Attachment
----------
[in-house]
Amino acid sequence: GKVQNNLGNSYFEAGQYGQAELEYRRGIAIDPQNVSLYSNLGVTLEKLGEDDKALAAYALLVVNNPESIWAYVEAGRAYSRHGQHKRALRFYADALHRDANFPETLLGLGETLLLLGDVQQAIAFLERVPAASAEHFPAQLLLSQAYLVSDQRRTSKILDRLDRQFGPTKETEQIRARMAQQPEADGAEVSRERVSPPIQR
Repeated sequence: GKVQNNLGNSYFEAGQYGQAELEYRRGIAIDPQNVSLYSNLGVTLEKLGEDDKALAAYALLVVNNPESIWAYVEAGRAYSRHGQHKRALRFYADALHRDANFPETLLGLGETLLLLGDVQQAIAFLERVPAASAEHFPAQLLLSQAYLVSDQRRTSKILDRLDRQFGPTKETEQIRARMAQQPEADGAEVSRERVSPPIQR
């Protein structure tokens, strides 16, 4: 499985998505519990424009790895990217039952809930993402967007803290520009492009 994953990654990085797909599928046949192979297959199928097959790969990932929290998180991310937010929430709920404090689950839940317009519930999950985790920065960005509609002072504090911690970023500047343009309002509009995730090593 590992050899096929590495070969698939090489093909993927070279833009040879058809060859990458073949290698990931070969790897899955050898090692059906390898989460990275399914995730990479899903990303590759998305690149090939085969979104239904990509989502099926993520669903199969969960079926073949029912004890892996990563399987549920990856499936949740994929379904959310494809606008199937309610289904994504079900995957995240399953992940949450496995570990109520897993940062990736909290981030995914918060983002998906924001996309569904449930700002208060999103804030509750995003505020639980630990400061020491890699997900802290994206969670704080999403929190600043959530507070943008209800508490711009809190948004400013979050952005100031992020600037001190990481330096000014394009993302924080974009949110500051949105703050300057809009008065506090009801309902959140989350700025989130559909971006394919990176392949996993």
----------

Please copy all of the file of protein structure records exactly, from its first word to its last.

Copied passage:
[in-house]
Amino acid sequence: GKVQNNLGNSYFEAGQYGQAELEYRRGIAIDPQNVSLYSNLGVTLEKLGEDDKALAAYALLVVNNPESIWAYVEAGRAYSRHGQHKRALRFYADALHRDANFPETLLGLGETLLLLGDVQQAIAFLERVPAASAEHFPAQLLLSQAYLVSDQRRTSKILDRLDRQFGPTKETEQIRARMAQQPEADGAEVSRERVSPPIQR
Repeated sequence: GKVQNNLGNSYFEAGQYGQAELEYRRGIAIDPQNVSLYSNLGVTLEKLGEDDKALAAYALLVVNNPESIWAYVEAGRAYSRHGQHKRALRFYADALHRDANFPETLLGLGETLLLLGDVQQAIAFLERVPAASAEHFPAQLLLSQAYLVSDQRRTSKILDRLDRQFGPTKETEQIRARMAQQPEADGAEVSRERVSPPIQR
């Protein structure tokens, strides 16, 4: 499985998505519990424009790895990217039952809930993402967007803290520009492009 994953990654990085797909599928046949192979297959199928097959790969990932929290998180991310937010929430709920404090689950839940317009519930999950985790920065960005509609002072504090911690970023500047343009309002509009995730090593 590992050899096929590495070969698939090489093909993927070279833009040879058809060859990458073949290698990931070969790897899955050898090692059906390898989460990275399914995730990479899903990303590759998305690149090939085969979104239904990509989502099926993520669903199969969960079926073949029912004890892996990563399987549920990856499936949740994929379904959310494809606008199937309610289904994504079900995957995240399953992940949450496995570990109520897993940062990736909290981030995914918060983002998906924001996309569904449930700002208060999103804030509750995003505020639980630990400061020491890699997900802290994206969670704080999403929190600043959530507070943008209800508490711009809190948004400013979050952005100031992020600037001190990481330096000014394009993302924080974009949110500051949105703050300057809009008065506090009801309902959140989350700025989130559909971006394919990176392949996993």